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From satellite imagery to street views to indoor mapping, technology has disrupted our past world. This has left us dependent upon new ways to visualise large spaces. This new world has brought many benefits and risks. But what does that mean for the security professional or facility manager today and what technologies can be used to secure buildings and improve facility operations? A brief history of 3D technology Starting May 5, 2007 (inception 2001), Google rolled out Google Street View to augment Google Maps and Google Earth; documenting some of the most remote places on earth using a mix of sensors (Lidar/GSP/Radar/Imagery). The mission to map the world moved indoors May 2011 with Google Business Photos mapping indoor spaces with low cost 360° cameras under the Trusted Photographer program. In the earlier days, 3D scanning required a high level of specialisation, expensive hardware and unavailable computing power With the growth of 3D laser scanning from 2007 onwards, the professional world embraced scanning as effective method to create digitised building information modelling (BIM), growing fast since 2007. BIM from scanning brought tremendous control, time and cost savings through the design and construction process, where As-Built documentation offered an incredible way to manage large existing facilities while reducing costly site visits. In the earlier days, 3D scanning required a high level of specialisation, expensive hardware, unavailable computing power and knowledge of architectural software. Innovation during the past 8 year, have driven ease of use and lower pricing to encourage market adoption. Major investments in UAVs in 2014 and the commercial emergence of 360° photography began a new wave of adoption. While 3D scanners still range from $20K – $100K USD, UAVs can be purchased for under $1K USD and 360° cameras for as low as $100. UAVs and 360° cameras also offer a way to document large spaces in a fraction of the time of terrestrial laser scanners with very little technical knowledge. Access to building plans, satellite imagery, Google Street View, indoor virtual tours and aerial drone reconnaissance prove effective tools to bad actors The result over the past 10+ years of technology advancement has been a faster, lower cost, more accessible way to create virtual spaces. However, the technology advances carry a major risk of misuse by bad actors at the same time. What was once reserved to military personal is now available publicly. Access to building plans, satellite imagery, Google Street View, indoor virtual tours and aerial drone reconnaissance prove effective tools to bad actors. Al Qaeda terror threats using Google Maps, 2007 UK troops hit by terrorists in Basra, 2008 Mumbai India attacks, 2016 Pakistan Pathankot airbase attacks, ISIS attacks in Syria using UAVs, well-planned US school shootings and high casualty attacks show evidence that bad actors frequently leverage these mapping technologies to plan their attacks. The weaponization of UAVs is of particular concern to the Department of Homeland Security: "We continue to face one of the most challenging threat environments since 9/11, as foreign terrorist organisations exploit the internet to inspire, enable or direct individuals already here in the homeland to commit terrorist acts." Example comparison of reality capture on the left of BIM on the right. A $250 USD 360° camera was used for the capture in VisualPlan.net software What does this mean for the security or facility manager today? An often overlooked, but critical vulnerability to security and facility managers is relying on inaccurate drawing. Most facilities managers today work with outdated 2D plan diagrams or old blueprints which are difficult to update and share.Critical vulnerability to security and facility managers is relying on inaccurate drawing Renovations, design changes and office layout changes leave facility managers with the wrong information, and even worse is that the wrong information is shared with outside consultants who plan major projects around outdated or wrong plans. This leads to costly mistakes and increased timelines on facility projects. Example benefits of BIM There could be evidence of a suspect water value leak which using BIM could be located and then identified in the model without physical inspection; listing a part number, model, size and manufacture. Identification of vulnerabilities can dramatically help during a building emergency. First Responders rely on facilities managers to keep them updated on building plans and they must have immediate access to important building information in the event of a critical incident. Exits and entrances, suppression equipment, access control, ventilation systems, gas and explosives, hazmat, water systems, survival equipment and many other details must be at their fingertips. In an emergency situation this can be a matter of life or death. Example benefit of reality capture First Responders rely on facilities managers to keep them updated on building plans A simple 360° walk-through can help first responders with incident preparedness if shared by the facility manager. Police, fire and EMS can visually walk the building, locating all critical features they will need knowledge of in an emergency without ever visiting the building. You don’t require construction accuracy for this type of visual sharing. This is a solution and service we offer as a company today. Reality capture is rapidly becoming the benchmark for facility documentation and the basis from which a security plan can be built. Given the appropriate software, plans can be easily updated and shared. They can be used for design and implementation of equipment, training of personnel and virtual audits of systems or security assessments by outside professionals. Our brains process visual information thousands of times faster than text. Not only that, we are much more likely to remember it once we do see it. Reality capture can help reduce the need for physical inspections, walk-throughs and vendor site-visits but more importantly, it provides a way to visually communicate far more effectively and accurately than before. But be careful with this information. You must prevent critical information falling into the hands of bad actors. You must watch out for bad actors attempting to use reality capture as a threat, especially photo/video/drones or digital information and plans that are posted publicly. Have a security protocol to prevent and confront individuals taking photos or video on property or flying suspect drones near your facility and report to the authorities. Require authorisation before capturing building information and understand what the information will be used for and by who.There are a number of technologies to combat nefarious use of UAVs today Nefarious use of UAVs There are a number of technologies to combat nefarious use of UAVs today, such as radio frequency blockers and jammers, drone guns to down UAVs, detection or monitoring systems. Other biometrics technologies like facial recognition are being employed to counter the risk from UAVs by targeting the potential operators. UAVs are being used to spy and monitor for corporate espionage and stealing intellectual property. They are also used for monitoring security patrols for the purpose of burglary. UAVs have been used for transport and delivery of dangerous goods, delivering weapons and contraband and have the ability to be weaponised to carry a payload.Investigating reality capture to help with accurate planning and visualisation of facilities is well worth the time The Federal Aviation Administration has prevented UAV flights over large event stadiums, prisons and coast guard bases based on the risks they could potentially pose, but waivers do exist. Be aware that it is illegal today to use most of these technologies and downing a UAV, if you are not Department of Justice or Homeland Security, could carry hefty penalties. Facility managers must have a way to survey and monitor their buildings for threats and report suspicious UAV behaviours immediately to authorities. At the same time, it’s critical to identify various potential risks to your wider team to ensure awareness and reporting is handled effectively. Having a procedure on how identify and report is important. Investigating reality capture to help with accurate planning and visualisation of facilities is well worth the time. It can help better secure your facilities while increasing efficiencies of building operations. Reality capture can also help collaboration with first responders and outside professionals without ever having to step a foot in the door. But secure your data and have a plan for bad actors who will try to use the same technologies for nefarious goals.
It had been a particularly slow night. The plant security guard had just made his rounds on this Sunday evening shift. As soon as he passed the weighing scales, he could enter the guard shack and get off his feet. Challenging a curious incident However, on this night, he noticed the waste vendor’s truck sitting half on and half off the scale. He stopped dead in his tracks to see if the truck would back up and completely sit on the scale. It never did. The observant guard walked up to the truck and challenged the driver who seemed surprised. “Hey, you’re not weighing your truck properly.” The driver fumbled for a response before replying, “Sorry, I was on the phone with a friend. I didn’t notice it.” But this security guard had the presence of mind to demand the driver’s phone. The driver was caught off guard and surrendered the phone. The guard then pulled up the most recent incoming/outgoing calls and saw no calls during the last 30 minutes. “I don’t think so.” “You don’t think so what?” The security guard was frank, “You haven’t used this phone in over half an hour.” The truck driver sheepishly acknowledged the fact. It was decided to install CCTV covering the weighing area and scales – no easy feat due to poor lighting Preventing crime as it happens Knowing the driver was lying, the security guard ordered the truck back on the scale for a correct weighing and advised the driver that he would report the incident. The security guard wrote up his report and handed it off to his supervisor who, in turn, contacted the local corporate investigator. This investigator was soon on the phone with his boss at corporate headquarters on the other side of the world. Together with Security, they decided to install CCTV covering the weighing area and scales – no easy feat due to poor lighting. However, once completed, they waited. They would not have to wait long. For the next two months, the waste vendor trucks, filled to the brim with production waste, black-and-white paper and other waste products from the plant, would stop on the scale only for a moment and then drive the front half of the truck off the scale for weighing. It was obvious that the vendor was cheating the company by only paying for half the waste. After two months, it was decided to catch the next cheating driver “en flagrante.” Sure enough, the next truck went half on and half off the scale and was weighed. Security then asked the unsuspecting driver to park his truck and invited him inside the building to talk to a supervisor. The driver signed an incriminating statement about the scheme and his role therein. They sent him on his way asking him to keep it quiet Waiting for the driver in a large office was the local investigator and his close friend, the Head of Security. After a difficult interview, the driver admitted to cheating on the scales over a two-year period—he claimed that some of the scale cheating was done at the direction of the vendor’s management, while some of it he did himself by “ripping off” the vendor—which he acknowledged was dangerous. Working with authorities The driver signed an incriminating statement about the scheme and his role therein. They sent him on his way asking him to keep it quiet—they would see what they could do for him later on. In the meantime, Corporate Investigations had received a due diligence report on the vendor company which contained disturbing news—the company and its managers were associated with a countrywide waste management mafia. The report suggested that the vendor had a reputation for thefts and involvement in numerous lawsuits regarding thefts and embezzlement. Shockingly, no prior due diligence had ever been conducted on the vendor. Fortunately, the plant’s finance and audit team had maintained good records over the past 5 years and were able to re-construct the amount of waste going out the plant door and the amounts being claimed and paid for by the vendor. The discrepancy and loss stood at a multi-million dollar figure. After consulting with the local police authorities and company lawyers, it was decided to pursue a civil case against the vendor. Pursuing legal action The regional lawyer, the Head of Investigations, the Head of Security and the CFO invited the vendor to discuss the problem. Some of the evidence was shown to the vendor’s CEO who became indignant and, in order to save face, promised to fire the truck drivers and to repay any losses for the last two months. Inter-dependent entities - security, investigations, finance/audit and legal - combined their resources and agendas to form a unified front That was not enough for the company and a protracted legal battle ensued which lasted several years and resulted in the vendor’s paying almost the entire amount in instalments. The vendor was dropped from the contract and internal controls strengthened—the only plant employee dealing with the waste issue left the company and was replaced by two individuals. The plant also began paying more attention to the waste process and less to the production side. Several “lessons learned” come to mind. First, the tripwire came in the person of an astute and well-trained security guard who exhibited some of the best characteristics you want to see from men and women in that profession. The Security Department was also adept at installing the CCTV and capturing the fraud live on videotape. But a far greater lesson was learned—of what can happen when inter-dependent entities (security, investigations, finance/audit and legal) within a company combine their resources and agendas to form a unified front. The results speak for themselves.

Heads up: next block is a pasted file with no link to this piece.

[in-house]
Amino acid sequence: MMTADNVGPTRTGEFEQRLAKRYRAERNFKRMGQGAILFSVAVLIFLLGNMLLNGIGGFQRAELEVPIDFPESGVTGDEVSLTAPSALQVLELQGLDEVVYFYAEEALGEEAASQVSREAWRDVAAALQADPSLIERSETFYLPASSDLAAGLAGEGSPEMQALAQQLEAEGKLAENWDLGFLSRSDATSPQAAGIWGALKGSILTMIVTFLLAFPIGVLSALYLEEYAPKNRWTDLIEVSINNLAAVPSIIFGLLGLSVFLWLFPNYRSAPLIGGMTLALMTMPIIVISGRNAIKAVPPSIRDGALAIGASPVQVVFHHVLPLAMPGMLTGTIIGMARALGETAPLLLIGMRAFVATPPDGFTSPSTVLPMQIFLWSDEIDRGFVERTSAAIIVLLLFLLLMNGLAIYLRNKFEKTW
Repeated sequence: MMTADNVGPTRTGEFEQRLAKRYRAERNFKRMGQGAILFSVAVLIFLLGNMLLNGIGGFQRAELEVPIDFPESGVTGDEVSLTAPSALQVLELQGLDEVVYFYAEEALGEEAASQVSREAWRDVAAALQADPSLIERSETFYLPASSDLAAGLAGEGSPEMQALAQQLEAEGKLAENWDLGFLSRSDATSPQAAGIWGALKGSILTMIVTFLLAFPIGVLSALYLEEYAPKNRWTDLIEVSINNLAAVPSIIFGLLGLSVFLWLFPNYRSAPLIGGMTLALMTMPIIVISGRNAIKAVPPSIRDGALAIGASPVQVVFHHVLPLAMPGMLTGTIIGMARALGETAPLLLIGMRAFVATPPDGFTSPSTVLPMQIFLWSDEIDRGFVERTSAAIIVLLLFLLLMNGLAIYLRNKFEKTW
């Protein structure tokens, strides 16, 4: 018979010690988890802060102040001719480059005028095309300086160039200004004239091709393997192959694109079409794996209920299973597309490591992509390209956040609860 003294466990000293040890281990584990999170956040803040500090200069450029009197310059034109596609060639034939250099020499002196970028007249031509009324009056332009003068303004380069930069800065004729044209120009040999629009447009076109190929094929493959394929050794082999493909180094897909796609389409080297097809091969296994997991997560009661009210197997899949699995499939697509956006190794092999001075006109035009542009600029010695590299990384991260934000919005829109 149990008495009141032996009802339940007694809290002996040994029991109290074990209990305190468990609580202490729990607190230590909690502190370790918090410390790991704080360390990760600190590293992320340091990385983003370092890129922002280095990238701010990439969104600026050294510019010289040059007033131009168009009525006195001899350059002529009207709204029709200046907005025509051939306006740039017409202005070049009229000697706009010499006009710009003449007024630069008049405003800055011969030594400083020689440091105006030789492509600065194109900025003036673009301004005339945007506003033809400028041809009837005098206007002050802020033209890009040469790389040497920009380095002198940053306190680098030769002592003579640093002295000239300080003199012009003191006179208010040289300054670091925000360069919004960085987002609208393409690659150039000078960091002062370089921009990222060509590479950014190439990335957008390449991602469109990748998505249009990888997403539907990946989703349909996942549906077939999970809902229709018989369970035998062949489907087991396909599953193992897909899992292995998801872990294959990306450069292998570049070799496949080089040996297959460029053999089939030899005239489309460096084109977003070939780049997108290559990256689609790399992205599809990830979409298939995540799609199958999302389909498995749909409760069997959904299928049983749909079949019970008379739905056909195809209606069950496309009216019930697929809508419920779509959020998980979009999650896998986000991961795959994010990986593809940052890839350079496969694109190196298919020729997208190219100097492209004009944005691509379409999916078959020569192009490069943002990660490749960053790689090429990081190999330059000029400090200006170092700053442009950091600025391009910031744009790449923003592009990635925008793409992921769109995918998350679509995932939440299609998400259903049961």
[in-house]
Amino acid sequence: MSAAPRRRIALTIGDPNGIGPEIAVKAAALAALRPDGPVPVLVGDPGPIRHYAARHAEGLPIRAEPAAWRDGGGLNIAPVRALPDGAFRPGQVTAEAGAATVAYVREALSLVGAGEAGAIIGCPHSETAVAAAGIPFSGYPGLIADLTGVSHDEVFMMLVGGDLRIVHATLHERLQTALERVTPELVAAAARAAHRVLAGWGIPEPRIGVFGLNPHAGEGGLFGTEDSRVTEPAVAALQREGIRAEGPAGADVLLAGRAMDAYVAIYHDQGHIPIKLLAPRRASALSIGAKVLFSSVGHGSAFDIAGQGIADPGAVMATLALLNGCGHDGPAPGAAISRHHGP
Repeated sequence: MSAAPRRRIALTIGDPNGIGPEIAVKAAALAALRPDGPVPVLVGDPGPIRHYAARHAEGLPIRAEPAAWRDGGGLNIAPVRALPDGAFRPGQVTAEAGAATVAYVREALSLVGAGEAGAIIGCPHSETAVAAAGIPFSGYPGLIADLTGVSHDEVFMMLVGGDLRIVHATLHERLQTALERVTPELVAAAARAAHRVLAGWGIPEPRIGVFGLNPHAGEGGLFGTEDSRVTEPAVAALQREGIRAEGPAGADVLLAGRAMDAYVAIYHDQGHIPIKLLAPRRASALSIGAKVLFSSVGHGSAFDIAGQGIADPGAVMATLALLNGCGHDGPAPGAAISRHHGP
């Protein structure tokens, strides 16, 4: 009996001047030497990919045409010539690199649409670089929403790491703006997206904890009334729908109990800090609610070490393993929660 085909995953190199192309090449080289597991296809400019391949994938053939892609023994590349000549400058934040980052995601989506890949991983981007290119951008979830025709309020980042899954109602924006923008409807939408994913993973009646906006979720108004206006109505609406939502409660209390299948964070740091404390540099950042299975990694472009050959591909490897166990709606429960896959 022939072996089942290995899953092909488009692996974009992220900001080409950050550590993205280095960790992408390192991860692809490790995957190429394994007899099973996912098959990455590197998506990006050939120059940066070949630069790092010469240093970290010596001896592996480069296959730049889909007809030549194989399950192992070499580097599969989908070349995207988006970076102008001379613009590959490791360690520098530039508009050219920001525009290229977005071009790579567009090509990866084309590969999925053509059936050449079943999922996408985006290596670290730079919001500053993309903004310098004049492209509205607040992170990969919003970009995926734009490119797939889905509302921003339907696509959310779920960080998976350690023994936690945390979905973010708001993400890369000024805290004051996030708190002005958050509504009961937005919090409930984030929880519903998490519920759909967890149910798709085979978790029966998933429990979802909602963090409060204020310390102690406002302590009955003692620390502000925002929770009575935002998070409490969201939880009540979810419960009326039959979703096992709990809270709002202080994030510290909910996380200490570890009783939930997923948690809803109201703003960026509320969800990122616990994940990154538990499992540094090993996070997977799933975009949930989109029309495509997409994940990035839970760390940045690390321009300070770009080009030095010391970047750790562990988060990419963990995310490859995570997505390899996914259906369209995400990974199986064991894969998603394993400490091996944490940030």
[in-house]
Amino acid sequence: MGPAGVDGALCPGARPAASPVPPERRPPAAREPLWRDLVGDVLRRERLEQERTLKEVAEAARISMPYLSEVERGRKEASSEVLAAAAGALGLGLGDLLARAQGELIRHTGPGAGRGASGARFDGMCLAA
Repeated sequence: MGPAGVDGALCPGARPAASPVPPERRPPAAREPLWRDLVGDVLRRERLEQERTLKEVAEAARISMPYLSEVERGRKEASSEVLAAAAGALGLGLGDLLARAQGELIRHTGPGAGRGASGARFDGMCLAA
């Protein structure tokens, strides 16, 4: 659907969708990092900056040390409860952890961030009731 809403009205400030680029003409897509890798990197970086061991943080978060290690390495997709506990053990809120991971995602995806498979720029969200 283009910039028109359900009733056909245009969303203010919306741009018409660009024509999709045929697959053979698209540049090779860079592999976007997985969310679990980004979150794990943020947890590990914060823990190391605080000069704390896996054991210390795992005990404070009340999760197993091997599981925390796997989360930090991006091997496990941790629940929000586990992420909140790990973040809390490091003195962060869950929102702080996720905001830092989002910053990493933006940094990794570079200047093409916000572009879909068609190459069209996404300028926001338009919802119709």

Today’s security professionals are tasked with protecting the entirety of a facility or campus from every possible threat. It’s a big task, given the range of solutions available; from cybersecurity to prevent hacking, to video surveillance to monitor the goings-on within the facility, to the physical security of the building itself. For most businesses and schools, keeping the entrances and exits to a building secure is an extremely high priority—when an individual cannot get into the building they will have a harder time causing trouble for those within it. With quantum leaps happening in security technology, architectural revolving doors may not always be top-of-mind when designing a new security system from scratch. However, with recent technological advances in the last decade, and considering that they occupy less floor space and are extremely good at reducing unwanted air infiltration into an interior, it is definitely time to examine how they can participate in a complete physical security plan as well. A well-known financial company in the Midwest of America was the target of a protest, against their financing of a controversial initiative Restricted access for business continuity The exterior door to a building or premises, often a public entrance during business hours, is typically the first line of defence against unwanted persons or activity making its way into an organisation. If lobby or security staff sense trouble outside (distress, fights, weapons, protests, etc.), they need a quick and effective way to block anyone from entering the building and creating danger for those inside. Should this type of incident make its way into a building, it creates a number of risks, including the expenditure of unnecessary resources, loss of productivity, violence, and liability for the business. For example, recently a well-known financial company in the Midwest was the target of a protest against their financing of a controversial initiative. A large crowd gathered outside on the street, pushed inside the building, and took over the interior lobby. The protesters not only disrupted the retail banking business at the lobby level, but also attempted to block employees from going to work on the upper floors. The protest lasted hours, making it difficult to do business, and was stressful for employees. In addition, the news cycle around the protest created an image problem for upper management and the overall brand. Revolving doors for access control Thanks to technology employing electricity, today’s manual revolving doors can potentially save lives Beyond the immediate risks of theft and violence, crime has numerous intangible effects on employees, residents or students that can have a more profound and lasting impact. These include physical pain and suffering, along with a feeling of anxiety, stress, and uncertainty around future security. According to a survey conducted by Workplace Options in 2015, 53% of American workers have experienced a traumatic event while at work—with workplace violence or criminal activity listed as one of the top four events that cause trauma. Revolving doors can be a reliable solution for providing this necessary security. They are often deployed in buildings where public use is needed during the day, but controlled access is required in the evening—for example, banks, museums, commercial buildings, condominiums, libraries, dorms, recreational centres, and more. Thanks to technology employing electricity, today’s manual revolving doors are more capable than ever before and can potentially save lives or buy the time necessary to alert security staff or notify law enforcement to deal with a dangerous situation in time to prevent harm, stress, or liability. Secure access can be made possible via an access control device mounted on the outside of the door Enhanced security with electronic lock control The following security features are now available for manual revolving doors being deployed in buildings right now: Emergency security lockdown: Facility or reception staff can electronically lock the door in place, regardless of position, at the push of a remotely located button. In the event of an immediate security threat outside the entrance (weapons, protests, drunk and disorderly conduct, etc.), access to a lobby or entrance can be instantly denied, and those within protected. Remote locking: In an earlier time, the manual pushing of a pin was required to lock a revolving door’s wing into the ceiling or the floor. Today, you can lock a manual revolving door by using a remote pushbutton, or, an access control system can lock the door automatically at a specific time of day. If anyone is still in transit during the lock command, the door will allow them to exit before locking. Once the door is locked, staff can easily unlock it with the same remote mechanism if there is an authorised visitor. Access control integration: Integration with access control systems gives manual revolving doors even more capabilities. Secure access can be made possible via an access control device such as a keycard reader, mounted on the outside of the door. Upon valid authorisation, the door will unlock and the user can push to enter the facility. Once all compartments are clear, the door finishes rotating by positioning its door wings at the end posts of the throat opening and relocks. If tailgating is a concern, your revolving doors should be the first of several layers of physical security Efficient incident management Consider the usage of these features for a building such as a downtown high-rise condominium. During the day or night, residents can enter by showing credentials outside the door to the access control system. Any deliveries would have to stand outside, ring the doorbell and wait for reception to unlock the door and let them in. If anything threatening occurs during rotation, reception staff can immediately lock the doors to keep trouble out and call for help. At a high-rise office building, it can work differently. The door can be unlocked during the day for public entry with guards keeping a watchful eye outside, ready to lock the doors instantly if trouble happens outside. The access control system can lock the doors at 5pm until 7am the next morning, requiring employees or cleaning crew to present their credentials to enter. Access control integration It should be noted that standard revolving doors are not equipped to detect or prevent tailgating (an unauthorised person following an authorised person through an entrance). They should not be confused with a security revolving door, which is intended for individuals trained to use these doors at employee-only entrances. With this in mind, consider that with access control integration, a standard revolving door will unlock when presented with an authorised credential, but will continue to rotate as long as anyone is inside the door to prevent entrapment. Tailgating is still a possibility with these entrances, so if this is a concern, your revolving doors should be the first of several layers of physical security including, potentially, additional turnstiles, guard staff, surveillance cameras, additional locking mechanisms for restricted areas, and so on. Ensuring compliance with code requirements To keep building interiors safe, standard revolving doors can be a simple, cost-effective and easy to implement Finally, modern code requirements for revolving doors are defined by a number of different agencies—ANSI, IBC, and NFPA. All require that a revolving door’s wings be able to collapse or ‘book fold’ to create a path of escape during a fire, and that a swinging or sliding door must be present within 10 feet of any revolving door, on the same building plane. To make sure this additional door isn’t a security weak point, the extra sliding or swinging door can be ‘exit only’, or locked to those trying to enter from outside the building, but unlocked to those trying to exit from inside the building. To keep building interiors safe, standard revolving doors can be a simple, cost-effective and easy to implement solution that helps prevent unwanted entry by those looking to do harm and create unwanted liability. Considering revolving doors can be a first step into securing the entrances and exits of your building, and protecting everyone and everything within.